by Bob Voyles member of the Blue Ridge chapter

Remember When is a very special part of the Voyles family. Originally purchased from the factory in 1941 by a Chicago family and kept on Lake Michigan, this beautiful 22’6” Garwood Streamliner was restored in upstate New York and brought to Lake Rabun in the mid-1990s by local collector Chuck Wallace. When my oldest daughter Virginia was married on our family’s historic lakeside estate in 2005, Chuck graciously drove the getaway boat, then named Otter.

My wife Belle had said several times over the years, “That is the only wooden boat I will ever let you buy.” Its unique forward walk-through cockpit configuration, made possible by the then pioneering v-drive engine and transmission, allowed all of the 8 passengers to be seated comfortably forward of the engine, making it a prized model, perfect for cocktail cruising and entertaining. So after sitting in storage for seven years, in 2012, my wife and I were fortunate to purchase the Streamliner. Needless to say, that was a very expensive phone call!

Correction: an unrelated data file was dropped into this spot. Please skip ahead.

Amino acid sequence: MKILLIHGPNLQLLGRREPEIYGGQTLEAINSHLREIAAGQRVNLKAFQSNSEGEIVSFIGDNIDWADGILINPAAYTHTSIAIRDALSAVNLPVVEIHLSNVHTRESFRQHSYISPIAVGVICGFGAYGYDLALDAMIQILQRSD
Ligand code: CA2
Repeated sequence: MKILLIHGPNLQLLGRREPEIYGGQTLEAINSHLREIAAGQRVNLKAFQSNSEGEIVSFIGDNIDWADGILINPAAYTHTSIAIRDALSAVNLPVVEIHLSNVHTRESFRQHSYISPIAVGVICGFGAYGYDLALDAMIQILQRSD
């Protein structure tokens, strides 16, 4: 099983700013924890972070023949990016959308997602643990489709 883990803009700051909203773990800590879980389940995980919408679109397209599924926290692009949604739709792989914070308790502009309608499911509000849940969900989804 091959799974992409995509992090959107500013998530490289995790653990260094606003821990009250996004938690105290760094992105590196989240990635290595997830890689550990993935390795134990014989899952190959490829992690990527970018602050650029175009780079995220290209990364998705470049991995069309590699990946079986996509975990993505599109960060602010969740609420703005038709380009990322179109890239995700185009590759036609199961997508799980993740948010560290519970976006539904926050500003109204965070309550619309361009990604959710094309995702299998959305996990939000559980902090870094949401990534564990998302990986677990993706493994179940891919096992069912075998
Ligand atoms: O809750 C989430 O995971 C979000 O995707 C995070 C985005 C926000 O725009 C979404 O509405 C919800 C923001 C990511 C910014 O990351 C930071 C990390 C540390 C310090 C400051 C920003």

The Garwood needed a fair amount of work, but by 2013, the original Chrysler Marine Six engine had been rebuilt, and a new bottom put on it, with the topside gently refinished. We decided to rename the boat, and gave our family the option of naming it either, The Summer of ’41 (my choice) or Remember When, named for our favorite Alan Jackson ballad. My family voted overwhelmingly for Remember When, and the boat was rechristened with a logo specially designed by my younger daughter Kelly.

For the last seven years, Remember When has become a summertime fixture on Lake Rabun, with its 1941 engine still purring as she did 79 years ago, providing ample power for our cocktail cruises around the lake. As one of only six original Streamliners remaining – three of which now reside on Lake Rabun – Remember When has also enjoyed the honor of leading the annual July 4th Lake Rabun Wooden Boat Parade which highlights many of the over 100 classic wooden boats on our lake, one of the largest collections in the southeastern U.S.

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